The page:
In re Asbestos School Litig., 115 F.R.D. at 26. Appendix A is a five-paragraph "NOTICE" that identifies the member companies of the SBA, notes that those member companies "principally fund" the SBA, states that those companies are defendants in the underlying class action and that all public and private, elementary and secondary schools are plaintiffs in the litigation, and gives the names, addresses and telephone numbers of lead counsel for the plaintiff class. Id. Order No. 79 is accompanied by an opinion setting forth the district court's findings of fact and conclusions of law supporting the order. Id. at 23-26.*fn13

The corporate-defendant-appellants and the SBA filed separate appeals from Order No. 79 on February 12, 1987, and March 2, 1987, respectively. On March 4, 1987, the district court denied a motion to stay the order pending appeal. The next day, class plaintiffs moved to dismiss the appeals, arguing that this Court lacks jurisdiction to review the order. On March 20, 1987, we granted appellants' subsequent motion to stay the order, and we referred the jurisdictional question to this merits panel.


The first issue we must address concerns this Court's appellate jurisdiction. The SBA and its member companies assert that Order No. 79 is appealable on three grounds. Their first argument is that the order is appealable under 28 U.S.C. § 1291 (1982) as a collateral final order. Their second claim is that, if the order is not appealable as a collateral final order, it is nonetheless appealable under 28 U.S.C. § 1292(a)(1) (1982) as an interlocutory order granting an injunction. Their final argument is that, if we conclude that no appeal as a matter of right exists, we should treat these appeals as a petition for mandamus and exercise our discretionary power to review the order.

Order No. 79 is not a final order in the ordinary sense of 28 U.S.C. § 1291*fn14 because it does not finally and entirely dispose of the rights of the plaintiffs and defendants in the action. We find, however, that the order is appealable under the collateral order doctrine of Cohen v. Beneficial Indus. Loan Corp., 337 U.S. 541, 546-47, 93 L. Ed. 1528, 69 S. Ct. 1221 (1949). In Cohen, the Supreme Court established an appealability exception for the "small class" of orders that do not finally dispose of an entire case but are nonetheless reviewable under section 1291 because they "finally determine claims of right separable from, and collateral to, rights asserted in the action, too important to be denied review and too independent of the cause itself to require that appellate consideration be deferred until the whole case is adjudicated." Id. at 546; accord Eisen v. Carlisle & Jacquelin, 417 U.S. 156, 171-72, 40 L. Ed. 2d 732, 94 S. Ct. 2140 (1974). To be appealable under the Cohen doctrine, an order must "[1] conclusively determine the disputed question, [2] resolve an important issue completely separate from the merits of the action, and [3] be effectively unreviewable on appeal from a final judgment." Coopers & Lybrand v. Livesay, 437 U.S. 463, 468, 57 L. Ed. 2d 351, 98 S. Ct. 2454 (1978); accord Rodgers v. United States Steel Corp., 508 F.2d 152, 159 (3d Cir.) ("The order must be [1] a final rather than a provisional disposition of an issue; [2] it must not be merely a step toward final disposition of the merits; and [3] the rights asserted would be irreparably lost if review is postponed until final judgment."), cert. denied, 423 U.S. 832, 46 L. Ed. 2d 50, 96 S. Ct. 54 (1975).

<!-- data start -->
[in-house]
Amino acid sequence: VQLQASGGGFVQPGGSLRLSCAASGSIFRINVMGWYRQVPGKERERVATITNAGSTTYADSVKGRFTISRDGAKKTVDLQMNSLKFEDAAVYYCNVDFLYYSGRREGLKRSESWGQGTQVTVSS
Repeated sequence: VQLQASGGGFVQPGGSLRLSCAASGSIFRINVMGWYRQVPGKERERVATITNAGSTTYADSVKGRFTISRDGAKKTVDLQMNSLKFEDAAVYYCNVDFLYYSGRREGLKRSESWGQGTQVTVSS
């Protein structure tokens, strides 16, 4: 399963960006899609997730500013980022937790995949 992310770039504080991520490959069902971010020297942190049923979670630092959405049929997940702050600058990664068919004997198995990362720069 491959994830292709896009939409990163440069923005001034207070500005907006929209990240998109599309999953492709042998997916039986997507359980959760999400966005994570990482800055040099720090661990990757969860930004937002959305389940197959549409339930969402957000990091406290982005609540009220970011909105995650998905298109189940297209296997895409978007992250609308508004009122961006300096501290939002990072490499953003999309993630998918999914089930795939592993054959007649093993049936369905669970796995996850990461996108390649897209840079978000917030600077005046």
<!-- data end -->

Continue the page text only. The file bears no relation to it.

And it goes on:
Our determination that this order is sufficiently final is grounded in an "evaluation of the competing considerations underlying all questions of finality -- 'the inconvenience and costs of piecemeal review on the one hand and the danger of denying justice by delay on the other."' Eisen, 475 U.S. at 171 (quoting Dickinson v. Petroleum Conversion Corp., 338 U.S. 507, 511, 94 L. Ed. 299, 70 S. Ct. 322 (1950) (footnote omitted)). The order must not be "tentative, informal, or incomplete," Cohen, 337 U.S. at 546, and it "must be a final rather than a provisional disposition of an issue." Rodgers, 508 F.2d at 159.

In Rodgers, we considered the finality of, inter alia, an order restricting communications by race discrimination plaintiffs or their attorneys with potential members of the class. Although we found that other orders during that litigation (for example, an order that postponed class action determination and stayed all proceedings) were clearly tentative, we noted that "the lack of finality of the order restricting communications to potential class members is not quite so clear." Rodgers, 508 F.2d at 159. That order continued an effective prohibition of communications by plaintiffs or their attorneys with potential members of the class until the court entered an order approving the communication. It also allowed plaintiffs' attorneys to communicate with two potential class members who had contacted counsel, and it allowed plaintiffs' attorneys to communicate with four other potential class members only after obtaining affidavits from them concerning how they obtained counsel.